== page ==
writes: This is a parlor trick, not neuroscience," writes this DIY brain hacker — but it sure is a nifty trick. The hacker put electrodes on his scalp, fed the resulting EEG data into a specialized processor that makes sense of brain signals, and modified the remote control for a helium-filled shark balloon. Soon, he and his buddies were steering the shark around the room.
Why did it take his buddies, too? "EEG interpretation is not easy because, to be technical, EEG signals are a crazy mess. EEG recordings are a jumble of the signatures of many brain processes. Detecting conscious thoughts like “Shark, please swim forward” is way beyond even state-of-the-art equipment. The electrical signature of a single thought is lost in the furious chatter of 100 billion neurons."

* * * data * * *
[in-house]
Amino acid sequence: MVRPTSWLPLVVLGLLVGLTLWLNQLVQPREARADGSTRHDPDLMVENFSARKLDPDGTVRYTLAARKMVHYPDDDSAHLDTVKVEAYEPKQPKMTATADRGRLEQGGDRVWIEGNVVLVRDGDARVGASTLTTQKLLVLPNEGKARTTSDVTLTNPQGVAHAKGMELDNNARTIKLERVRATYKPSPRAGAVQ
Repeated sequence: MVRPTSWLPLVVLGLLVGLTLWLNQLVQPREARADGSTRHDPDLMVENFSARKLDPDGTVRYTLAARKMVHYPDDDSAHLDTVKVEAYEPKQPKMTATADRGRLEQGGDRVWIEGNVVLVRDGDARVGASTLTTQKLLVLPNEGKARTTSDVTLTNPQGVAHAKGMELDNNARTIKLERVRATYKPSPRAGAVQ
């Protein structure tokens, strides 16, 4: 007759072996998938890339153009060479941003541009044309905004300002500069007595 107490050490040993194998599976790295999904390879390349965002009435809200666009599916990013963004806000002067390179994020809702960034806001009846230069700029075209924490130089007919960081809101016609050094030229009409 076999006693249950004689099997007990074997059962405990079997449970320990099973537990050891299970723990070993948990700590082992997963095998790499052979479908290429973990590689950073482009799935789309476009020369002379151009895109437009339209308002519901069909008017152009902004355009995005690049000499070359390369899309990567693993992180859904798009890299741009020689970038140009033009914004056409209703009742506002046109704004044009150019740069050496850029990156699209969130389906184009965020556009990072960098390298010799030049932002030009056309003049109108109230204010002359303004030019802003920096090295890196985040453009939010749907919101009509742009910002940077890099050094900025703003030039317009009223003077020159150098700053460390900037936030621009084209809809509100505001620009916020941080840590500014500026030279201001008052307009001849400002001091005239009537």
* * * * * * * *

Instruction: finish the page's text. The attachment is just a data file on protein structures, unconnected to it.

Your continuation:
So builder Chip Audette settled on the simplest control system he could, and divvied up the actual controls (left, right, forward, etc.) among several users, so each one's brain signals could be interpreted separately.